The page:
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Immune Antibodies May Be Key to Lupus-Linked Memory Loss, Weill Cornell Scientist Says

Auto-Antibodies a New, Unsuspected Source of Cognitive Damage, but Drugs Could Prevent Decline

NEW YORK (Sep 9, 2004)

For years, experts have puzzled over the fact that lupus patients often experience accelerated declines in thinking and memory as they age, despite the absence of the usual neurological culprits, such as neurovascular inflammation or stroke.

Now a husband-and-wife team of researchers, including Dr. Bruce T. Volpe, Professor of Neurology and Neuroscience at Weill Cornell Medical College in New York and Attending Neurologist at New-York Presbyterian Hospital and Burke Medical Research Institute in White Plains, say they have a new approach to this puzzle that may open the door to treatments that slow or prevent lupus-related cognitive decline.

An immune system antibody that lingers in especially high concentrations in lupus patients appears to attack and kill brain cells, Dr. Volpe's team reports in the journal Immunity.

"There may be an approach to attenuating the effect of the antibody, however," he said.

Systemic lupus erythematosus (SLE) is an autoimmune disorder that causes inflammation, pain, and tissue damage throughout the body. Often chronic, it affects mainly women. There is currently no cure for lupus, although treatments can ease symptoms.

As treatments lengthened the lives of lupus sufferers, doctors began to notice increased cognitive decline in many of their aging patients. However, the brain cell death found in these patients wasn't always linked to expected causes, such as stroke or inflammation.

Dr. Volpe said his work was spurred by a "brilliant" discovery a few years ago by his wife, Dr. Betty Diamond, of Albert Einstein College of Medicine, New York. Her team identified a specific autoimmune antibody, called anti-NR2, which also has a special affinity for glutamate receptors lying on the surface of neurons and other cells.

Healthy individuals usually rid themselves of most of these auto-antibodies, but Dr. Diamond found high blood concentrations of the antibodies in 40 to 60 percent of lupus patients.

In his team's most recent study, Dr. Volpe used a mouse model to determine just how these antibodies breach the blood-brain barrier, allowing them access to healthy neurons.

"The temporary inflammation you can get during a cold, the flu, or lupus flare-up can 'open the gate' for antibodies to cross the blood-brain barrier," he explained, so the mice received an inflammation-inducing compound to mimic that process.

Seven days after this inflammation occurred, the brains of mice that were immunized to produce high concentrations of anti-NR2 "had already lost significant numbers of neurons, especially in the hippocampus, but also elsewhere throughout the cortex," Dr. Volpe said. Behavioral tests, performed by Dr. Patricio Huerta of New York University, suggested the mice still functioned well in terms of motor skills, but had suffered memory declines.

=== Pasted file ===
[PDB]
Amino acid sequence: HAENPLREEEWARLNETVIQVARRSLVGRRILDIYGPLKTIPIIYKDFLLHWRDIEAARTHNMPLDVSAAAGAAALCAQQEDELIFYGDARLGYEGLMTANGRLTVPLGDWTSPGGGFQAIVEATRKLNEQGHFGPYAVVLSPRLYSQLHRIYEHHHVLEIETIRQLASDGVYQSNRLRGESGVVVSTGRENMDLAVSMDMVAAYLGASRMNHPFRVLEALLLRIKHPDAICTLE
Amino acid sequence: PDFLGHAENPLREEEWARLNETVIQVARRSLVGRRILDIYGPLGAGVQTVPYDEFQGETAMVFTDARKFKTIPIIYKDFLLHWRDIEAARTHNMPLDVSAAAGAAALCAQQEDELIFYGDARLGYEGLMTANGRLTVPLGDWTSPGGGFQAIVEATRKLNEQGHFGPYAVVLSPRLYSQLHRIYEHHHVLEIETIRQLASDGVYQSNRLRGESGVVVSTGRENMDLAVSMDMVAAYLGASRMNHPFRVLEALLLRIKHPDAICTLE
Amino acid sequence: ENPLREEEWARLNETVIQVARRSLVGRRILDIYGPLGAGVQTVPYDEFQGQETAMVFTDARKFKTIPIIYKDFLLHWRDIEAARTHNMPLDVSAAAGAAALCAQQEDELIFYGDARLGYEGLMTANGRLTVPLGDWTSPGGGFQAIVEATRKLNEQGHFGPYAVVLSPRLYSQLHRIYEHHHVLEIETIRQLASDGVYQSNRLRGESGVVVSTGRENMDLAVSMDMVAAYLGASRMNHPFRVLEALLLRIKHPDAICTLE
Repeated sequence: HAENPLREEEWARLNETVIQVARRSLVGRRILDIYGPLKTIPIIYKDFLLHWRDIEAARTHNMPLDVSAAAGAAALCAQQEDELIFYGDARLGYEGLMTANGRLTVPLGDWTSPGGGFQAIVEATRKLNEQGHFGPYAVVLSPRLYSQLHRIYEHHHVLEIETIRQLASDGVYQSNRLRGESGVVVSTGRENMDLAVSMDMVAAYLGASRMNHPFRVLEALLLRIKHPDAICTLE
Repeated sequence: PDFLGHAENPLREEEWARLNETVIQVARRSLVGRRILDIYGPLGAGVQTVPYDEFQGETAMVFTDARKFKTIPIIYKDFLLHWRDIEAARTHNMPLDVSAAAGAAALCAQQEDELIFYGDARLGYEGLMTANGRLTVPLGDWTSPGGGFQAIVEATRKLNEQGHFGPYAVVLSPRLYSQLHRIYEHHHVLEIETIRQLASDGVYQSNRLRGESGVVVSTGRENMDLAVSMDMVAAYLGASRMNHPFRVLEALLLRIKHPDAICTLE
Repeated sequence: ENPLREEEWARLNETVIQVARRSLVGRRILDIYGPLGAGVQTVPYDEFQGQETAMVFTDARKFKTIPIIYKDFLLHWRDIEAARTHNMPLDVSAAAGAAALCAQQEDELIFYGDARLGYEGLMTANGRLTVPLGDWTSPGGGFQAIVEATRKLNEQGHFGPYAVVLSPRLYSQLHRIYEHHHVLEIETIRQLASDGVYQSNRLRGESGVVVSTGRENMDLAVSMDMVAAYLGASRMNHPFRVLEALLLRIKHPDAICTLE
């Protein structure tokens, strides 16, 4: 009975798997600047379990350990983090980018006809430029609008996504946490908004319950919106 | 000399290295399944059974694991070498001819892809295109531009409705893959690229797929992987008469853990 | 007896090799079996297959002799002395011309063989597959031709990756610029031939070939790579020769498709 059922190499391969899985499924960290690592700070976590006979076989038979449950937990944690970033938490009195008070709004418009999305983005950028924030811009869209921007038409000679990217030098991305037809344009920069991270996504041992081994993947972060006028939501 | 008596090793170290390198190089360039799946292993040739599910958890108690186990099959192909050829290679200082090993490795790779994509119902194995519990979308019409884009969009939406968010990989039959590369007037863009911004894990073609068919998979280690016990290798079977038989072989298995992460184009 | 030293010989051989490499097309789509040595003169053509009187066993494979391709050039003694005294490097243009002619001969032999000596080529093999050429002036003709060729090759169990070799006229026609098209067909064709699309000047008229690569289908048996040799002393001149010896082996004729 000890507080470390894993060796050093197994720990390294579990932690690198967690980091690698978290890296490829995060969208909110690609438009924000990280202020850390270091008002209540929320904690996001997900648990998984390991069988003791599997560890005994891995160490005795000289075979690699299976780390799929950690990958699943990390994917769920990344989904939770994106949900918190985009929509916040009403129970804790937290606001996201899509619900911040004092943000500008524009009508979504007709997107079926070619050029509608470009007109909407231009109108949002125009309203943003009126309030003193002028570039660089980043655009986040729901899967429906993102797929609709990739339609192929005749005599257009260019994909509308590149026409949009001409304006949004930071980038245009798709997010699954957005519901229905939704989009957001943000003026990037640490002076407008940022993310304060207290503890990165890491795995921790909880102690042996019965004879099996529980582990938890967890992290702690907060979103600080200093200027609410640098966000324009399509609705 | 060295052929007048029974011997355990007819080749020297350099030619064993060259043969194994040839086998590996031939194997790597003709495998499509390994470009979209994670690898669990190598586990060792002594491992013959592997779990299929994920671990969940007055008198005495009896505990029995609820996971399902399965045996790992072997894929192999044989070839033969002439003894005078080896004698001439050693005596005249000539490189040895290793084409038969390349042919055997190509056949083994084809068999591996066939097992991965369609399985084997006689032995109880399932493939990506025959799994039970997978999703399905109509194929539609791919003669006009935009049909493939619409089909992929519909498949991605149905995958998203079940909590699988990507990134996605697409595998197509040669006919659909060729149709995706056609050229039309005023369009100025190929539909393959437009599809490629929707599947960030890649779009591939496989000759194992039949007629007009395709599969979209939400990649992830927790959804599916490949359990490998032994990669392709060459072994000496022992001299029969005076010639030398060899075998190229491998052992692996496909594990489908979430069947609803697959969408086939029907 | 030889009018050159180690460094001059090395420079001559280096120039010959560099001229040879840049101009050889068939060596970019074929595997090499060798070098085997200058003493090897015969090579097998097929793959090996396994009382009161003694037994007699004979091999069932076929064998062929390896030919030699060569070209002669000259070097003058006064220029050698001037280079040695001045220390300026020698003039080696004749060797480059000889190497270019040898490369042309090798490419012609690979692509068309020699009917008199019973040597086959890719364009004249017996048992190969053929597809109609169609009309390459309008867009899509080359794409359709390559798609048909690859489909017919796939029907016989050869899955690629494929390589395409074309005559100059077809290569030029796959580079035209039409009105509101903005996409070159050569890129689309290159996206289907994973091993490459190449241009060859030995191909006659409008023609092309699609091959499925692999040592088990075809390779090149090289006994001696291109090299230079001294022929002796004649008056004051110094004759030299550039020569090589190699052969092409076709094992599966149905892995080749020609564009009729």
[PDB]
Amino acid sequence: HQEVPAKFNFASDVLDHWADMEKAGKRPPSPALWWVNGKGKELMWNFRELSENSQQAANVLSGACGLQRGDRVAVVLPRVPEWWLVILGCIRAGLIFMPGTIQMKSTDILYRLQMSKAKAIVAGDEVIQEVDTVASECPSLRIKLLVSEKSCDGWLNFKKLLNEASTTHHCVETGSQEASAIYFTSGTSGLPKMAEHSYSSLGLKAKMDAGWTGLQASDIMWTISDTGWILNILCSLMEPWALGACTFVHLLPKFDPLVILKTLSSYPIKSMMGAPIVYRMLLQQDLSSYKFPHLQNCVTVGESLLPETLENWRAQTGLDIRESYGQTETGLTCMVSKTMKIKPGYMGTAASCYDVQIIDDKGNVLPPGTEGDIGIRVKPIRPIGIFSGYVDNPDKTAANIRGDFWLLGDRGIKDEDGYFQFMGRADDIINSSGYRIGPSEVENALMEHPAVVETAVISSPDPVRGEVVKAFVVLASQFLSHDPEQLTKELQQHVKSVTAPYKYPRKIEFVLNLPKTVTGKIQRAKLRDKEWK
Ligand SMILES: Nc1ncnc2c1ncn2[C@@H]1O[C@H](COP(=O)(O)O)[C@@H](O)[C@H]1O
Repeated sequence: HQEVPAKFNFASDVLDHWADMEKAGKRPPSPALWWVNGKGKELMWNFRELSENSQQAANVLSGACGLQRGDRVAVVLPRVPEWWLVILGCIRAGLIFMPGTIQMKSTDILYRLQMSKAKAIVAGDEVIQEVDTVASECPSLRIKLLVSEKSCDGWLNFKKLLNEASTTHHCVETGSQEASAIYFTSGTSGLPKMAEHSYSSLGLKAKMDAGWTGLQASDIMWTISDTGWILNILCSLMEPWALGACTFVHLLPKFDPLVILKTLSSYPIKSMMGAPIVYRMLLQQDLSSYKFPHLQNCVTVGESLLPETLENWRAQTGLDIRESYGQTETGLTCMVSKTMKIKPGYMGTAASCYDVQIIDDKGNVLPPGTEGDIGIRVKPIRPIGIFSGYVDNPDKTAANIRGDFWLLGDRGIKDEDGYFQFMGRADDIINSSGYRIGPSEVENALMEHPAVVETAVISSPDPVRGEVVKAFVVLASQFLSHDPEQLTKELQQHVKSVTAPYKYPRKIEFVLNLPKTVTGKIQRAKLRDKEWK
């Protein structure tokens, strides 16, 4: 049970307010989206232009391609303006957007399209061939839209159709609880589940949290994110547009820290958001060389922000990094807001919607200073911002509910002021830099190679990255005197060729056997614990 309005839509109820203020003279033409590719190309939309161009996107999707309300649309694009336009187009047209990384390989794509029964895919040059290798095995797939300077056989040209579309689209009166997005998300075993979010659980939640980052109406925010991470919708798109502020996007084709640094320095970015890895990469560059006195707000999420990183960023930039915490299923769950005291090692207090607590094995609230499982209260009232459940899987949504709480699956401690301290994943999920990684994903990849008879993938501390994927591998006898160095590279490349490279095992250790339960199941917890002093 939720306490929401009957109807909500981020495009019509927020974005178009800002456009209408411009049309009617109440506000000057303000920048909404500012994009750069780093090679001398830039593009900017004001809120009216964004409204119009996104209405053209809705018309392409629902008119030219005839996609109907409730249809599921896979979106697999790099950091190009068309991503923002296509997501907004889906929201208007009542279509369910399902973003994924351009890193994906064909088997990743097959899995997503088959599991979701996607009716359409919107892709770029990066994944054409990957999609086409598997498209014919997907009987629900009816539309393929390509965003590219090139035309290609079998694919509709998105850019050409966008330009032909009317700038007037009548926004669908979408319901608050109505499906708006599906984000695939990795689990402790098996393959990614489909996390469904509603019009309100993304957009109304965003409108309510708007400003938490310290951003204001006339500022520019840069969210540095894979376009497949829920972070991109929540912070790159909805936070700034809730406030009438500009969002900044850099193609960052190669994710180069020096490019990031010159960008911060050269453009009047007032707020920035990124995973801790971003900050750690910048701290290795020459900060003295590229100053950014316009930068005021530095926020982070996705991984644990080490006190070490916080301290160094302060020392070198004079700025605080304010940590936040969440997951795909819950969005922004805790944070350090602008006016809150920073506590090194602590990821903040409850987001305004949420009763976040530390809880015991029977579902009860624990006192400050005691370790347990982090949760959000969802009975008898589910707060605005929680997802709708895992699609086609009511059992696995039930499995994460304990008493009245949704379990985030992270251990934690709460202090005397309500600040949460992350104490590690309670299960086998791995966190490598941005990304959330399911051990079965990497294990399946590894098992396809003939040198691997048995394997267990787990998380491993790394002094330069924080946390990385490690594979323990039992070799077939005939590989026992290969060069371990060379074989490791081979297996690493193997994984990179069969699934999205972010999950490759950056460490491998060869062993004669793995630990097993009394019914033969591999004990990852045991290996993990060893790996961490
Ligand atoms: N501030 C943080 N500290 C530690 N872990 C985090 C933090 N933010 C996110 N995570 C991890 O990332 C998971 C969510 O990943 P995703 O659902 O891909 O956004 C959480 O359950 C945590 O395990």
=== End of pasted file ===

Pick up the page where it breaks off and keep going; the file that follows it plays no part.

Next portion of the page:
So, now that the researchers knew lupus-linked auto-antibodies were attacking and killing brain cells, could they find a way to stop it?

In another experiment, the multi-institutional team from Weill Cornell and Einstein injected antibody-laden mice with memantine, a drug that competes with the antibody for a parking space on each neuron's glutamate receptor.

The treatment stopped the antibody binding.

"When the memantine was injected, we stopped the neuron's stress response, and we think it might have effectively preserved the neuron by interrupting the auto-antibody's access to the receptor," Dr. Volpe said.

"More tests are required before we approach treating humans, but this approach could lead to new ways of slowing or stopping the cognitive decline seen in many older lupus patients."

The study has even broader implications, casting the immune system as a key player in yet other disease processes, this time targeted neurological damage. "The idea is that these antibodies may affect cognition — they certainly do in mice," Dr. Volpe said.

The next step, he said, is to use MRI technology to determine the exact permeability of the blood-brain barrier when it comes to anti-NR2 antibodies. Further experiments will also look closer at "just how the antibody binds and kills," he said, and what might be done to prevent that.

The study received funding from the National Institutes of Health, the Lupus Research Institute, the Burke Medical Research Institute, and the Pew Latin American Fellows Program in the Biomedical Sciences.

Co-researchers on the study included Lorraine A. DeGiorgio, of Burke Medical Research Institute and Weill Cornell Medical College, New York; Dr. Betty Diamond, Dr. Hoby Patrick Hetherington, Czeslawa Kowal, and Tsukasa Nakaoka, of Albert Einstein College of Medicine, New York; and Dr. Patricio T. Huerta, of the Center for Neural Science, New York University.

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